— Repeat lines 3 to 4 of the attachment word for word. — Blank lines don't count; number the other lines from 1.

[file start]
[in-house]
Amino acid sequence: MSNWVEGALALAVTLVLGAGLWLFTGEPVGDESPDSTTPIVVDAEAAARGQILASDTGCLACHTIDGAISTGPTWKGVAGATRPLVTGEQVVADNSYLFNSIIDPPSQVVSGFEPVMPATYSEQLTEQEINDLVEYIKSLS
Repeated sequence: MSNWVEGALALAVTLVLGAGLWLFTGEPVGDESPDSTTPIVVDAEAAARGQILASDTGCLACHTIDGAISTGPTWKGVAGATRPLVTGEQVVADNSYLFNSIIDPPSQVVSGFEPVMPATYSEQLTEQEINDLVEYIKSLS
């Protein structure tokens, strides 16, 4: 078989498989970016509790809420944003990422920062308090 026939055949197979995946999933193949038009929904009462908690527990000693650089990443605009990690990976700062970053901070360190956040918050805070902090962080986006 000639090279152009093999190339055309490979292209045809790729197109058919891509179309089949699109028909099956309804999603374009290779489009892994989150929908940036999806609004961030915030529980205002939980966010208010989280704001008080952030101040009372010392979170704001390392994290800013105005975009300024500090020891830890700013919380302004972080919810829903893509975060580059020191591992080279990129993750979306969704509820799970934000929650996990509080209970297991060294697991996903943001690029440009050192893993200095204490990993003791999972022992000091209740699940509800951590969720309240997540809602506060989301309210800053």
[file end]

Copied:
Repeated sequence: MSNWVEGALALAVTLVLGAGLWLFTGEPVGDESPDSTTPIVVDAEAAARGQILASDTGCLACHTIDGAISTGPTWKGVAGATRPLVTGEQVVADNSYLFNSIIDPPSQVVSGFEPVMPATYSEQLTEQEINDLVEYIKSLS
């Protein structure tokens, strides 16, 4: 078989498989970016509790809420944003990422920062308090 026939055949197979995946999933193949038009929904009462908690527990000693650089990443605009990690990976700062970053901070360190956040918050805070902090962080986006 000639090279152009093999190339055309490979292209045809790729197109058919891509179309089949699109028909099956309804999603374009290779489009892994989150929908940036999806609004961030915030529980205002939980966010208010989280704001008080952030101040009372010392979170704001390392994290800013105005975009300024500090020891830890700013919380302004972080919810829903893509975060580059020191591992080279990129993750979306969704509820799970934000929650996990509080209970297991060294697991996903943001690029440009050192893993200095204490990993003791999972022992000091209740699940509800951590969720309240997540809602506060989301309210800053």